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Flashers, Lasers and Mounds of Earth

The Week in Review

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First Thursday, Nov. 1, stuck to a seasonal theme. While the Idaho State Historical Museum gave a preview of its forthcoming Dia de los Muertos festivities, artists Cale Cathey and Conrad Garner, known as Meatbag, continued to celebrate Halloween at Solid.

"Realistic black-and-white portraits of Alfred Hitchcock, Elvira and Vincent Price occupied the left edge of the show. ... In the middle were three slightly smaller cartoonish portraits of heavily tattooed sailors that could have been straight from a cartoon by John Kricfalusi--creator of Ren and Stimpy," observed Boise Weekly's Josh Gross.

Flying M Coffeehouse also gave a thematic nod to Halloween by featuring John Padlo's bright, candy and superhero-themed paintings.

Down the street, Bricolage cast its gaze a bit further into the holiday future.

"Bricolage appeared to be giving Thanksgiving a trial run with a candle-lit spread that included local cheese, breads, beer, wine and cider. A small group chatted and snacked in honor of Idaho's Bounty's 2013 Healthy Dozen calendar," noted BW's Andrew Crisp.

The following evening, Nov. 2, Idaho Dance Theatre debuted its fall performance. The show included the premiere of a four-part piece by Artistic Director Carl Rowe, called Four Characters With Attitude.

"The 'characters' were Earth, Wind, Water and Fire," explained BW's Sheree Whiteley. "The piece began with dancers crawling swiftly on all fours, eventually working their way to standing one vertebrae at a time."

Whiteley continued: "The piece concluded with a pack of pyromaniac mobster flashers--or, according to the program, an elusive Joker. Fire was an entertaining and somewhat light-hearted romp, opening with flashes of light and trench coats. The audience giggled as dancers chased one another and opened their trenches while the others recoiled in horror."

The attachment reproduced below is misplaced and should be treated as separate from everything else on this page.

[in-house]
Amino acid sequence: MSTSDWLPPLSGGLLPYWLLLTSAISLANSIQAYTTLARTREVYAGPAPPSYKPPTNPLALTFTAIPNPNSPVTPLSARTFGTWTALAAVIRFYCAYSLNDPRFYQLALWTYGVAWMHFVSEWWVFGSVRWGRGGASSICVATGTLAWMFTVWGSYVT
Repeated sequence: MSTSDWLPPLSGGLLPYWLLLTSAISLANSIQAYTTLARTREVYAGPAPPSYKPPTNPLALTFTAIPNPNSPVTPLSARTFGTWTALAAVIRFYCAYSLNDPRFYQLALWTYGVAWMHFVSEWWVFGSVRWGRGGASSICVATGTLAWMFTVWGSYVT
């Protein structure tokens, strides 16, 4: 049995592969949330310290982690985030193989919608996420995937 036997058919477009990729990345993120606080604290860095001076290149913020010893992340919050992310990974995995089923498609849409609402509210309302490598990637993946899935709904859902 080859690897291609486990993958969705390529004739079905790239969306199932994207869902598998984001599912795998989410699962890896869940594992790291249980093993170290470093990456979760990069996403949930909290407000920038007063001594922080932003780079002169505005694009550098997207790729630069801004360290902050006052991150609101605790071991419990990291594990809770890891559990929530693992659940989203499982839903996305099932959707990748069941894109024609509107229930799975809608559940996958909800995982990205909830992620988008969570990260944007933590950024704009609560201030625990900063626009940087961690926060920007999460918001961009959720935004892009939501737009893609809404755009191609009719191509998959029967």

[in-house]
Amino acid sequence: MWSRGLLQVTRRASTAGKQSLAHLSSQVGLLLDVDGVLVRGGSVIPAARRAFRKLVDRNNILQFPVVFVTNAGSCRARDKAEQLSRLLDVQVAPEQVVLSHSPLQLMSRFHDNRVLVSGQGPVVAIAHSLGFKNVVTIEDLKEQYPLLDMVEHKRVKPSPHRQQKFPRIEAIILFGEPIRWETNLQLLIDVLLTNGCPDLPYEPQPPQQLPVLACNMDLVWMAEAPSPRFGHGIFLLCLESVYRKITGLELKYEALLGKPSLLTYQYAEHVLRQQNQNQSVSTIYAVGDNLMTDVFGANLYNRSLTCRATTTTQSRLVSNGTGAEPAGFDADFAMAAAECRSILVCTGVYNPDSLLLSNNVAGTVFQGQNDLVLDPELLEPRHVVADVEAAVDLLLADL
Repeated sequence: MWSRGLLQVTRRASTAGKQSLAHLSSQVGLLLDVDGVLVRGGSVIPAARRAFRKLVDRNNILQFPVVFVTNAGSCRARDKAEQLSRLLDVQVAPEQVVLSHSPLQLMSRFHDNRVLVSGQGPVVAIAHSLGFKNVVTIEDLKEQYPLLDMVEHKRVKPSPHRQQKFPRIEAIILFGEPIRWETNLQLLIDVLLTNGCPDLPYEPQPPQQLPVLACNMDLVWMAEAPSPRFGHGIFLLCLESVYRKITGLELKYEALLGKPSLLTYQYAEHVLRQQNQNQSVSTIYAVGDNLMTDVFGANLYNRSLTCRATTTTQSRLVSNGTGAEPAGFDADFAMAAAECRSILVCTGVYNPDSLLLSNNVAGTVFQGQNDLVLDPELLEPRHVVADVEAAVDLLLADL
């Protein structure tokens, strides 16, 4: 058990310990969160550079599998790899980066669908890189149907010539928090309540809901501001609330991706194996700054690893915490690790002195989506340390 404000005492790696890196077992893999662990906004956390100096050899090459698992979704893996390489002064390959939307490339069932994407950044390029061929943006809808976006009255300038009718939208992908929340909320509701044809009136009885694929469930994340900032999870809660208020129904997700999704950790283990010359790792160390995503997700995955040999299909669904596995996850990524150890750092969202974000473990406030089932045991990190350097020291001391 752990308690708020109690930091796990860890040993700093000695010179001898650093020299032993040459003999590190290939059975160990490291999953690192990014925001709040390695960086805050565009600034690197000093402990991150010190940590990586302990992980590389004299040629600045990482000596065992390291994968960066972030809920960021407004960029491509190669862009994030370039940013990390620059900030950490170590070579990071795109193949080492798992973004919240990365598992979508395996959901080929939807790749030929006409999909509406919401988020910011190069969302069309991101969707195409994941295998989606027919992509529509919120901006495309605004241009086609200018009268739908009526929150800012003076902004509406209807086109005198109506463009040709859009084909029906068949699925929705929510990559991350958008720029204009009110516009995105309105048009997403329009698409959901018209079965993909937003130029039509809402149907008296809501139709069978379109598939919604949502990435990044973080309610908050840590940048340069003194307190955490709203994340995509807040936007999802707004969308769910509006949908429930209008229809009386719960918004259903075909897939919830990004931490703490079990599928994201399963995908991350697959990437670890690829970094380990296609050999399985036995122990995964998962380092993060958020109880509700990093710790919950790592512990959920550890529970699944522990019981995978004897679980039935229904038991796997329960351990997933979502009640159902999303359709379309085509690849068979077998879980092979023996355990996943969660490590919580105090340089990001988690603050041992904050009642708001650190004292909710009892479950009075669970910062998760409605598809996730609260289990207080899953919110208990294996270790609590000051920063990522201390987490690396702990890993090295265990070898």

Moving from flashers to flashes of light, Gross hit up Visual Arts Collective Nov. 2 for a set by Boise's Le Fleur, Oakland, Calif.'s Mwahaha and headliners Talkdemonic.

"The Portland, Ore.-based viola and drums duo Talkdemonic have always created intriguing music by layering effected strings and synth sequences over hip-hop beats. ... But backed by glittering lasers shooting dramatic stabs of backlighting in front of the video projections, it was positively epic."

And on Nov. 3, the North End's hideaway arts destination, Black Hunger, hosted an opening reception for artist Amanda Hamilton's new body of work, The Middle Distance.

"Inside, the floor of the gallery was dominated by a boat-shaped brown form resembling a mound of earth from which small faux plants reached toward the ceiling," observed Crisp. "A projector stood nearby tossing an image of river stones and water across the space and onto a large window."

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